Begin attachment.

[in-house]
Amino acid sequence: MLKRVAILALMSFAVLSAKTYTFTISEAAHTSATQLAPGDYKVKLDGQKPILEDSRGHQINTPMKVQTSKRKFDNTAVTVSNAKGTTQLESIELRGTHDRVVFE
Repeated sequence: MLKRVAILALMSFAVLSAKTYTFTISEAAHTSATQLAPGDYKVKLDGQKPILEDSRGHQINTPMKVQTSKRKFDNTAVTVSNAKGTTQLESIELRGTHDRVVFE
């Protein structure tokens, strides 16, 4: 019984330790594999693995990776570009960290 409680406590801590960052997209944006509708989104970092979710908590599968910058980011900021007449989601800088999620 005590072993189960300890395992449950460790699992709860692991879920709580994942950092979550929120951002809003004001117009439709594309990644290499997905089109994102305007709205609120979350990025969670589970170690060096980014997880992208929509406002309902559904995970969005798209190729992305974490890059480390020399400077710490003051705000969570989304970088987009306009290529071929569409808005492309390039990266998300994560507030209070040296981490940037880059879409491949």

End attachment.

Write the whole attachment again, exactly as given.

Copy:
[in-house]
Amino acid sequence: MLKRVAILALMSFAVLSAKTYTFTISEAAHTSATQLAPGDYKVKLDGQKPILEDSRGHQINTPMKVQTSKRKFDNTAVTVSNAKGTTQLESIELRGTHDRVVFE
Repeated sequence: MLKRVAILALMSFAVLSAKTYTFTISEAAHTSATQLAPGDYKVKLDGQKPILEDSRGHQINTPMKVQTSKRKFDNTAVTVSNAKGTTQLESIELRGTHDRVVFE
């Protein structure tokens, strides 16, 4: 019984330790594999693995990776570009960290 409680406590801590960052997209944006509708989104970092979710908590599968910058980011900021007449989601800088999620 005590072993189960300890395992449950460790699992709860692991879920709580994942950092979550929120951002809003004001117009439709594309990644290499997905089109994102305007709205609120979350990025969670589970170690060096980014997880992208929509406002309902559904995970969005798209190729992305974490890059480390020399400077710490003051705000969570989304970088987009306009290529071929569409808005492309390039990266998300994560507030209070040296981490940037880059879409491949």